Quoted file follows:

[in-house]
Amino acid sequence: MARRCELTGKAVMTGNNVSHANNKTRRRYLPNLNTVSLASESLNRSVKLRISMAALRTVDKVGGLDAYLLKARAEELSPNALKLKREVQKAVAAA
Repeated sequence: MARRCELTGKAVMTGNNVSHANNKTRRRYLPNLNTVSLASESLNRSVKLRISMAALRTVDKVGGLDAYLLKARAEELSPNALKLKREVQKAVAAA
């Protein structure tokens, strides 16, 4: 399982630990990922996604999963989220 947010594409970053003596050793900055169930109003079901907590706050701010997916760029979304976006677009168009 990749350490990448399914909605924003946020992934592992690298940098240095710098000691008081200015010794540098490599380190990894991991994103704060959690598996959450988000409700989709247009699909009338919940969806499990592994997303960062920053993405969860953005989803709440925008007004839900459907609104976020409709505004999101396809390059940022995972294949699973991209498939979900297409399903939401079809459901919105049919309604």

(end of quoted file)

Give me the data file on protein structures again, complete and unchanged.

[in-house]
Amino acid sequence: MARRCELTGKAVMTGNNVSHANNKTRRRYLPNLNTVSLASESLNRSVKLRISMAALRTVDKVGGLDAYLLKARAEELSPNALKLKREVQKAVAAA
Repeated sequence: MARRCELTGKAVMTGNNVSHANNKTRRRYLPNLNTVSLASESLNRSVKLRISMAALRTVDKVGGLDAYLLKARAEELSPNALKLKREVQKAVAAA
């Protein structure tokens, strides 16, 4: 399982630990990922996604999963989220 947010594409970053003596050793900055169930109003079901907590706050701010997916760029979304976006677009168009 990749350490990448399914909605924003946020992934592992690298940098240095710098000691008081200015010794540098490599380190990894991991994103704060959690598996959450988000409700989709247009699909009338919940969806499990592994997303960062920053993405969860953005989803709440925008007004839900459907609104976020409709505004999101396809390059940022995972294949699973991209498939979900297409399903939401079809459901919105049919309604």